317 F.2d 412
R.L.E. COOK, Appellant,
DAMODAR VALLEY CORPORATION and The Kuljian Corporation, Appellee.
United States Court of Appeals Third Circuit.
Argued May 7, 1963.
Decided May 23, 1963.
William N. J. McGinniss, Ardmore, Pa., for appellant.
Walter J. Collins, Jr., Philadelphia, Pa. (David F. Maxwell, Philadelphia, Pa., on the brief), for appellee, Kuljian Corp.
Before McLAUGHLIN and FORMAN, Circuit Judges, and COOLAHAN, District judge.
This is a diversity action which was been proceeded with by the plaintiff against the defendant, The Kuljian Corporation, alone. There was attempted service of process upon defendant Damodar Valley Corporation by serving the defendant, The Kuljian Corporation, as its 'agent'. Damodar Valley Corporation has never appeared in the suit and there have been no further steps regarding it taken by plaintiff.
The first twelve counts of the complaint stated claims against both defendants for monies allegedly due plaintiff for structural steel and boiler erection work performed and materials furnished as a subcontractor in the construction of a thermal plant for Damodar Valley Corporation at Bokara, Bihar, India. The 13th and 14th counts alleged tort claims arising out of the first twelve counts. The 15th count alleged slanders by the defendants to plaintiff's title to some real property in India.
Plaintiff conceded that The Kuljian Corporation had no liability under the first twelve counts. These were dismissed on motion of The Kuljian Corporation. The last three counts were also dismissed, subject to leave given plaintiff to amend by stating the dates and places of the charged torts. Such amendment was filed. It alleged that the torts had taken place in India. The defendant's motion to dismiss these counts was renewed. After notice of dismissal for want of prosecution the motion was heard. The district court concluded, inter alia, that the two contracts sued upon contained mandatory provisions for arbitration, that The Kuljian Corporation was entitled to enforce them and that they covered the tort claims. It appeared without dispute that the contracts were both made in India and to be performed in that country.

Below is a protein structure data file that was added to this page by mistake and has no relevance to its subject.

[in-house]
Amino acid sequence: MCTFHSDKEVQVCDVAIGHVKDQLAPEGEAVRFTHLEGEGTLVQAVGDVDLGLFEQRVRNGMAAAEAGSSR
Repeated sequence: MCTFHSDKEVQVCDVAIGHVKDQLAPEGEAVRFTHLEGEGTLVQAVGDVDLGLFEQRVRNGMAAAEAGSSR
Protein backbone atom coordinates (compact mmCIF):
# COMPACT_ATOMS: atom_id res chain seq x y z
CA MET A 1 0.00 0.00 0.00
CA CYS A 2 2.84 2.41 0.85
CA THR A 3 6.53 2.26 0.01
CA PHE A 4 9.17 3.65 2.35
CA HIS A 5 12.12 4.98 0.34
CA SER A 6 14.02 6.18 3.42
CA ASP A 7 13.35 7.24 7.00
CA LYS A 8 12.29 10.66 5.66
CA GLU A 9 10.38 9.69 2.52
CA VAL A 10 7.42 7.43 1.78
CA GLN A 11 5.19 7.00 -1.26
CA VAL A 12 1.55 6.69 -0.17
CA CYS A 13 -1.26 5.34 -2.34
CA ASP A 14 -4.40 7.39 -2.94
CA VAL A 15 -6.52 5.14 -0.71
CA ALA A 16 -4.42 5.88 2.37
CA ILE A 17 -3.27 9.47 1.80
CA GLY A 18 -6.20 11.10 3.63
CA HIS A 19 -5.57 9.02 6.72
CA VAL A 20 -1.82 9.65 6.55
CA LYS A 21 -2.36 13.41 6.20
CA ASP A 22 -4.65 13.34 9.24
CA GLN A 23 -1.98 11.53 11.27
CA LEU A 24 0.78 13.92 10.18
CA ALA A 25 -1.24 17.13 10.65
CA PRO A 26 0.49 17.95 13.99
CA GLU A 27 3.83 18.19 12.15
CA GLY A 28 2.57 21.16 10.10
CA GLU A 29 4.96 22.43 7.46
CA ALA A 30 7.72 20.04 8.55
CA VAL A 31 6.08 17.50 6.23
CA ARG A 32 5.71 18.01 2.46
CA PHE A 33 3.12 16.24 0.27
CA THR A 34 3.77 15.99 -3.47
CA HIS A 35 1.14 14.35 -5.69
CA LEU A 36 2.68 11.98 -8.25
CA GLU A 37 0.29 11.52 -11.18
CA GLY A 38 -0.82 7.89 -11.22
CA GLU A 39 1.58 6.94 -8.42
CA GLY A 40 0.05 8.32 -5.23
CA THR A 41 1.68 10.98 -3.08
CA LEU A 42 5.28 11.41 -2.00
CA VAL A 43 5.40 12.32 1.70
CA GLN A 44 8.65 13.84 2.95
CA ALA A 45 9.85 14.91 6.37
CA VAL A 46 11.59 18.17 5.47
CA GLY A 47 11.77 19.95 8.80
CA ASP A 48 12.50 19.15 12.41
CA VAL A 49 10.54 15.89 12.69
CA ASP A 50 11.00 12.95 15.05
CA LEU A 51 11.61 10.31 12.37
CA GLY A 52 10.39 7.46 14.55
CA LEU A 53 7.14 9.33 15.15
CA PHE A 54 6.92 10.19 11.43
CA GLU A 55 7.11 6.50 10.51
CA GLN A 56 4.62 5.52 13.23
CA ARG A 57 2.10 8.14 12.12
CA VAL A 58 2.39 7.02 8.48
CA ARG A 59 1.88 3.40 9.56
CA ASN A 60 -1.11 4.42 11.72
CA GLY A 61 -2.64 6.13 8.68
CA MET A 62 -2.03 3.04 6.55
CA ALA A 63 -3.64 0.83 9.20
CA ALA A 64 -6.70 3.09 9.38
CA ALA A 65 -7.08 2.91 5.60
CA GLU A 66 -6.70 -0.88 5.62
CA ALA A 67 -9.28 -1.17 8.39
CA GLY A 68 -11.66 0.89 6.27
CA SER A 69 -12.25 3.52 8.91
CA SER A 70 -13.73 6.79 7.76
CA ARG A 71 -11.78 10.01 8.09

On the conflict of laws problem as to what law determines the contractual rights and duties here involved, the trial court rightly decided under Klaxon Co. v. Stentor Co., 313 U.S. 487, 61 S.Ct. 1020, 85 L.Ed. 1477 (1941), that Pennsylvania law governs; the court further properly held in accordance therewith that the substantive contract questions were to be determined by the law of India, the place where the agreement was made. McLouth Corporation v. Mesta Machine Co., 214 F.2d 608 (3 Cir. 1954). The court stated that though the pertinent portions of the Indian Arbitration Act of 1940 '* * * appear to establish the enforceability of arbitration agreements.' plaintiff was entitled to a hearing regarding this, if desired. There was such hearing at which the only evidence introduced was the Indian Arbitration Act. The court found that under said Act, '* * * the arbitration provisions of the contracts are valid and binding * * *' and that The Kuljian Corporation was entitled to have the suit stayed pending arbitration of plaintiff's remaining claims.
Our own study of the record satisfies us that from the facts and under the law the action of the district court was fully justified. Its order of September 28, 1962, will be affirmed.